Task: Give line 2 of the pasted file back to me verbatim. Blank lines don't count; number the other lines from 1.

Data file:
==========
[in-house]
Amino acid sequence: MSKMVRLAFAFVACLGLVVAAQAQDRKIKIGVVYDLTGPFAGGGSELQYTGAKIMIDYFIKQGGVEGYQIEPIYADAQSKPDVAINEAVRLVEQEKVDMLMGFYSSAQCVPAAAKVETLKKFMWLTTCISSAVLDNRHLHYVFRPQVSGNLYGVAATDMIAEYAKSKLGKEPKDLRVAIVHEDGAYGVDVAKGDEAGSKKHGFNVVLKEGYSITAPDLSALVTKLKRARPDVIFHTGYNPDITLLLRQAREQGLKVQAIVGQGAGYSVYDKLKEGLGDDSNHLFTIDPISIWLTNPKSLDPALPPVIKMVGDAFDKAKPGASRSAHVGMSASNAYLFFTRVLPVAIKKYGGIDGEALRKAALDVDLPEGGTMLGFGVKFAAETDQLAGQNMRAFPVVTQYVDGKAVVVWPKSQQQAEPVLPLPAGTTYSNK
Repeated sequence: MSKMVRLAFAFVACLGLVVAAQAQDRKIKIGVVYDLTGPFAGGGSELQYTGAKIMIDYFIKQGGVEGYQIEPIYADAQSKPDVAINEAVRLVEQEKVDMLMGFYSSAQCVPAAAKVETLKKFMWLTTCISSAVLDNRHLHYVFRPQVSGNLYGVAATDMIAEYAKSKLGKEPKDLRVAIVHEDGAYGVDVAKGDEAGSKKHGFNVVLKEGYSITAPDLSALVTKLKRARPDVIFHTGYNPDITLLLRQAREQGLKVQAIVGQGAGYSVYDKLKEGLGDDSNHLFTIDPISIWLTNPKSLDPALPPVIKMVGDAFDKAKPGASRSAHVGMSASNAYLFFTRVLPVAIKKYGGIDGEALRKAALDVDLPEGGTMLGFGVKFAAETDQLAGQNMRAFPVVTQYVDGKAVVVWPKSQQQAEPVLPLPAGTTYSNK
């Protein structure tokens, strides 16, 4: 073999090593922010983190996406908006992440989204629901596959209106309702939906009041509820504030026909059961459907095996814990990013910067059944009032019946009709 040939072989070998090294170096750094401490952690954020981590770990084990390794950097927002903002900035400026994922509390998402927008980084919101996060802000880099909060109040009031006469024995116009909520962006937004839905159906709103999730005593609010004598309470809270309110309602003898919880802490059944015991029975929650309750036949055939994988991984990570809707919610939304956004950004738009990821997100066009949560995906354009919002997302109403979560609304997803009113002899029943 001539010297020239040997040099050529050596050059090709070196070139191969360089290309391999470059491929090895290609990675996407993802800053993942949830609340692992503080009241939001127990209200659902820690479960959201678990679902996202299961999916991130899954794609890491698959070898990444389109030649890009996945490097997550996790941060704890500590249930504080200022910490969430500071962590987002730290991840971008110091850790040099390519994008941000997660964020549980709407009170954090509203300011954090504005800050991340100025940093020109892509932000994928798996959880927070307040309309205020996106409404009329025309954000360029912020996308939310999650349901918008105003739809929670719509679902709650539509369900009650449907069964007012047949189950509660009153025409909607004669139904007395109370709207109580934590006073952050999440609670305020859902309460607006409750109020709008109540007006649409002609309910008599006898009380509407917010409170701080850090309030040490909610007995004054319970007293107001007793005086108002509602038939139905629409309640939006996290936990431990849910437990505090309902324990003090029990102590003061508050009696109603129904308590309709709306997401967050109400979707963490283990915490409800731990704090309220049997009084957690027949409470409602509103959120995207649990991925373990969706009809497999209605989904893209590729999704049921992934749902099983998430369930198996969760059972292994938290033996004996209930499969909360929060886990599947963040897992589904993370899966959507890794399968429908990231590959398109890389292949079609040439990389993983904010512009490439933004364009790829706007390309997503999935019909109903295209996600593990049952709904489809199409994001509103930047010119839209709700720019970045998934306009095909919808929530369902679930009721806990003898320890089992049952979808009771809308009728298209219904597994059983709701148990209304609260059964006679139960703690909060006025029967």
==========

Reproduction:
Amino acid sequence: MSKMVRLAFAFVACLGLVVAAQAQDRKIKIGVVYDLTGPFAGGGSELQYTGAKIMIDYFIKQGGVEGYQIEPIYADAQSKPDVAINEAVRLVEQEKVDMLMGFYSSAQCVPAAAKVETLKKFMWLTTCISSAVLDNRHLHYVFRPQVSGNLYGVAATDMIAEYAKSKLGKEPKDLRVAIVHEDGAYGVDVAKGDEAGSKKHGFNVVLKEGYSITAPDLSALVTKLKRARPDVIFHTGYNPDITLLLRQAREQGLKVQAIVGQGAGYSVYDKLKEGLGDDSNHLFTIDPISIWLTNPKSLDPALPPVIKMVGDAFDKAKPGASRSAHVGMSASNAYLFFTRVLPVAIKKYGGIDGEALRKAALDVDLPEGGTMLGFGVKFAAETDQLAGQNMRAFPVVTQYVDGKAVVVWPKSQQQAEPVLPLPAGTTYSNK